Cancer treatment does not end fertility in young women, according to the findings of a study that was presented at 36th Annual Meeting of ESHRE.
In this study, researchers assessed data on 879 young female patients who were treated for a range of cancers between 2000 and 2019; all had sought counselling on preserving their fertility ahead of treatment. The mean age of the patients was 33 years old, and breast cancer was the most frequent diagnosis (63% of cases). Subsequent to counseling, 373 patients (42%) chose to have their fertility preserved by one of three methods available: egg freezing (53%); embryo freezing (41%); both methods together (5%); and ovarian tissue cryopreservation (1%)
According to the results, the rate of those returning to make use of their frozen eggs and embryos is 16% (61/373), and 44 of them achieved a remarkably high birth rate of 71%, with a twin rate of 9%, when the fertilized eggs and embryos were transferred in an IVF procedure. Around two-thirds of patients returned within two years of their diagnosis; women with breast cancer were the most likely to return for fertility treatment. These patients also achieved the highest birth rates, significantly higher, for example, than those with lymphoma (70% vs 30%).
“The results are a demonstration of how fertility preservation in these cases can be effective,” says Dr Dalia Khalife from Guy’s and St Thomas’s Hospital, London in a press release. “Around one in six of those who stored their gametes had a good outcome.”
While the cancer treatment had variable effects on fertility, “almost all patients” did show some deterioration in their ovarian reserve levels, reflecting a range of responses from mild toxicity of treatment (minimal effect on ovarian reserve markers) to severe toxicity (premature ovarian insufficiency). There were even a number of naturally conceived pregnancies after cancer treatment.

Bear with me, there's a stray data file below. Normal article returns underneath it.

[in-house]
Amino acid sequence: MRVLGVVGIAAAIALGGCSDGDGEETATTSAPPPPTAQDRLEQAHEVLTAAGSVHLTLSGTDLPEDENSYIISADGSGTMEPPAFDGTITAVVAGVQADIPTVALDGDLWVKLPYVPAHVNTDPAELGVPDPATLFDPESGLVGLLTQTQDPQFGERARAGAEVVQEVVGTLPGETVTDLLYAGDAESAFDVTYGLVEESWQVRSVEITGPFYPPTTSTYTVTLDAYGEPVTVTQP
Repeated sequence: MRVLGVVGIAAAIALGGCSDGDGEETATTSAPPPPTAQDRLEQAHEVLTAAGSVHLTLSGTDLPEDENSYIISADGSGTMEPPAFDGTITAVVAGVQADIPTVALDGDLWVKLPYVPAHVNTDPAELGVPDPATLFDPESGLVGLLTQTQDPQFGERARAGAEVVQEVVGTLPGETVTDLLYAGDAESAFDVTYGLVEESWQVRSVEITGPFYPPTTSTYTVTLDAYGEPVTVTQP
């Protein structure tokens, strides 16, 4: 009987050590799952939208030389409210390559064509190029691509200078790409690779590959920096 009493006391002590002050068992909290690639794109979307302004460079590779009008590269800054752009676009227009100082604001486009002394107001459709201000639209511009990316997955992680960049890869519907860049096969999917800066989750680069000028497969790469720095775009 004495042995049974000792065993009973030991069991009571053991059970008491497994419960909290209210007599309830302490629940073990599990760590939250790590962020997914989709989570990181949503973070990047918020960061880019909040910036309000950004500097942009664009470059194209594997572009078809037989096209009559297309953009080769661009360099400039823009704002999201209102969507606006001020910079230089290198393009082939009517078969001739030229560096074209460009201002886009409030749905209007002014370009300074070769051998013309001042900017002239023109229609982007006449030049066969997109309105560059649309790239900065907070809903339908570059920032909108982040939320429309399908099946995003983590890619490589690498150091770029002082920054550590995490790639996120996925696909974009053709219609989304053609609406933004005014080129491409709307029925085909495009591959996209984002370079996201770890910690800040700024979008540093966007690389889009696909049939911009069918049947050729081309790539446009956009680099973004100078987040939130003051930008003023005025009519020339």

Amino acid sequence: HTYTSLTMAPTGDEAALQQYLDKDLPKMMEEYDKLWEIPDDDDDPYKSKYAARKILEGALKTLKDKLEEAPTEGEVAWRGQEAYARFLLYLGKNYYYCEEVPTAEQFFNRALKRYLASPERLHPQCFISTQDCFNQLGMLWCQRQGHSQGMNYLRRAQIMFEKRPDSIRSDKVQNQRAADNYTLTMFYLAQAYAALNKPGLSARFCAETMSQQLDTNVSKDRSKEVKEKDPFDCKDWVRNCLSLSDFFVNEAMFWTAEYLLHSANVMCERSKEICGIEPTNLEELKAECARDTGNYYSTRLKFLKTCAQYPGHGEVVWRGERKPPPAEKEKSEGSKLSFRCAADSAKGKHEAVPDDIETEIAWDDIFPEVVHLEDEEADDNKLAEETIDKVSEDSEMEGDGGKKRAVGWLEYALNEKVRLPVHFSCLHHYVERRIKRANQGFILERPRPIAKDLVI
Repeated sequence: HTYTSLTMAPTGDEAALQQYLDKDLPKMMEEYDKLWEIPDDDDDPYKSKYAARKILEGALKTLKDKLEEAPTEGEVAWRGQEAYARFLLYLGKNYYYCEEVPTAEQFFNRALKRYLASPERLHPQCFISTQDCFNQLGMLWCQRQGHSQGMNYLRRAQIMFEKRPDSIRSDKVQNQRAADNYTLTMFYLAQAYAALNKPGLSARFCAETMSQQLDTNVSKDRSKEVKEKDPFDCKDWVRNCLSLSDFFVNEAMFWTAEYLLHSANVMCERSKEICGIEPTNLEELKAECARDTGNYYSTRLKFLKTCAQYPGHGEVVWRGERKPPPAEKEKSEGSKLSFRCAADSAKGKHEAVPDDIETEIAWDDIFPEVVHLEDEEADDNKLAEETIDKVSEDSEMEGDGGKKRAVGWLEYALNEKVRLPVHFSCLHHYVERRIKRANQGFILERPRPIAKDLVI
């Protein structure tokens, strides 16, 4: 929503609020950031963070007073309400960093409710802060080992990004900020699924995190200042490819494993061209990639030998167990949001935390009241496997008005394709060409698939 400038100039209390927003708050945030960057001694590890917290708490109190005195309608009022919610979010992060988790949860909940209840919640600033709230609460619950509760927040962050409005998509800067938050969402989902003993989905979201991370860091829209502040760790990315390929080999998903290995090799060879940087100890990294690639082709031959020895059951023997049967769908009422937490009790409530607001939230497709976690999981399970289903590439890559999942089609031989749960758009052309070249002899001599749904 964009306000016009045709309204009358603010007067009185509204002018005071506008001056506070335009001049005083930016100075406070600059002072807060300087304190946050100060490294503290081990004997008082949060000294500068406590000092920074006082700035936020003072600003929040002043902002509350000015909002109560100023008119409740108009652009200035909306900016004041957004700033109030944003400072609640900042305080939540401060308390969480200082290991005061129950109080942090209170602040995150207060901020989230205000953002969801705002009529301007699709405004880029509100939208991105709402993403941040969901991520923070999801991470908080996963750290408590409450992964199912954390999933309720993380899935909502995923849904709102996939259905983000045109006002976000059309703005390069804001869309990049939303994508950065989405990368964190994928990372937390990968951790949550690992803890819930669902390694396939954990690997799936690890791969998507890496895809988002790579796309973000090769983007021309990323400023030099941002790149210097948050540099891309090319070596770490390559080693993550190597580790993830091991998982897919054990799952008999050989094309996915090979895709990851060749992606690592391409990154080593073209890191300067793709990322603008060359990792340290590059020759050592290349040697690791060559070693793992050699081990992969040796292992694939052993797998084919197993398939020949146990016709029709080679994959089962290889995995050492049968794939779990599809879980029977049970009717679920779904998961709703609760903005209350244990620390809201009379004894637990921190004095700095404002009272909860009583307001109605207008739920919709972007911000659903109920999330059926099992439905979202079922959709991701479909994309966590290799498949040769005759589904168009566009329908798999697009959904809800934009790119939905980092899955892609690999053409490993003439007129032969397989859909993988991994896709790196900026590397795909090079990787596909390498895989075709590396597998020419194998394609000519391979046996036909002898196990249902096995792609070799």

Dr Khalife explains that the most appropriate method of fertility preservation is decided on an individual basis. “Oocyte freezing is usually offered to young women,” she says, “and, with our vastly improved freezing techniques, provides a good chance of future pregnancy. Ovarian tissue cryopreservation, though still not widely available, is undertaken in selected cases where time is urgent. This technique also now provides an option for the prepubertal female, where previously none existed.”
This study showed a patient follow-up rate of 16% to make use of their frozen eggs and embryos, but this rate, says Dr Khalife, “will definitely increase” in time. “When fertility preservation is carried out in young women – in their teens and twenties,” she explains, “they are unlikely to return for many years. Previously, there were few options for fertility in these young women – but now there is and our data show that the results can be of great benefit.”
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